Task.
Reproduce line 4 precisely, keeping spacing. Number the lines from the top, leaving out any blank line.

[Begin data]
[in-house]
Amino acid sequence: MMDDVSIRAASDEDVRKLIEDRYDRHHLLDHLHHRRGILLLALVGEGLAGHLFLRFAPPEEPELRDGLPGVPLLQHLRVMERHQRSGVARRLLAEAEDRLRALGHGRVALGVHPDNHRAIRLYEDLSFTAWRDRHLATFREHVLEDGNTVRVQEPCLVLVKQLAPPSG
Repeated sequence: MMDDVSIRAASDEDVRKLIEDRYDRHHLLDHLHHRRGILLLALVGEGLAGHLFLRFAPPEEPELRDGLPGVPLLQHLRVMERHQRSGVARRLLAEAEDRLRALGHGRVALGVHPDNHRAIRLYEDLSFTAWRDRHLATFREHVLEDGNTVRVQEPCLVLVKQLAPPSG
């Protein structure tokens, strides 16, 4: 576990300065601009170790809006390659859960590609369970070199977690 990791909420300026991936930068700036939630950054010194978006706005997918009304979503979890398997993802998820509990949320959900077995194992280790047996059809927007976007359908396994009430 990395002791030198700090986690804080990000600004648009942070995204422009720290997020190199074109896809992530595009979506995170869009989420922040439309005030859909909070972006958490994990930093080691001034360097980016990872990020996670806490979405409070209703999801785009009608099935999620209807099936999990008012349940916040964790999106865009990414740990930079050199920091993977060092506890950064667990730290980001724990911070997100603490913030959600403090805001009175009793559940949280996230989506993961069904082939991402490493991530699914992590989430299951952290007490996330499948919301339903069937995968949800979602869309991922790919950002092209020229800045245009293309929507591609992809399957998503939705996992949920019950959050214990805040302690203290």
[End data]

């Protein structure tokens, strides 16, 4: 576990300065601009170790809006390659859960590609369970070199977690 990791909420300026991936930068700036939630950054010194978006706005997918009304979503979890398997993802998820509990949320959900077995194992280790047996059809927007976007359908396994009430 990395002791030198700090986690804080990000600004648009942070995204422009720290997020190199074109896809992530595009979506995170869009989420922040439309005030859909909070972006958490994990930093080691001034360097980016990872990020996670806490979405409070209703999801785009009608099935999620209807099936999990008012349940916040964790999106865009990414740990930079050199920091993977060092506890950064667990730290980001724990911070997100603490913030959600403090805001009175009793559940949280996230989506993961069904082939991402490493991530699914992590989430299951952290007490996330499948919301339903069937995968949800979602869309991922790919950002092209020229800045245009293309929507591609992809399957998503939705996992949920019950959050214990805040302690203290």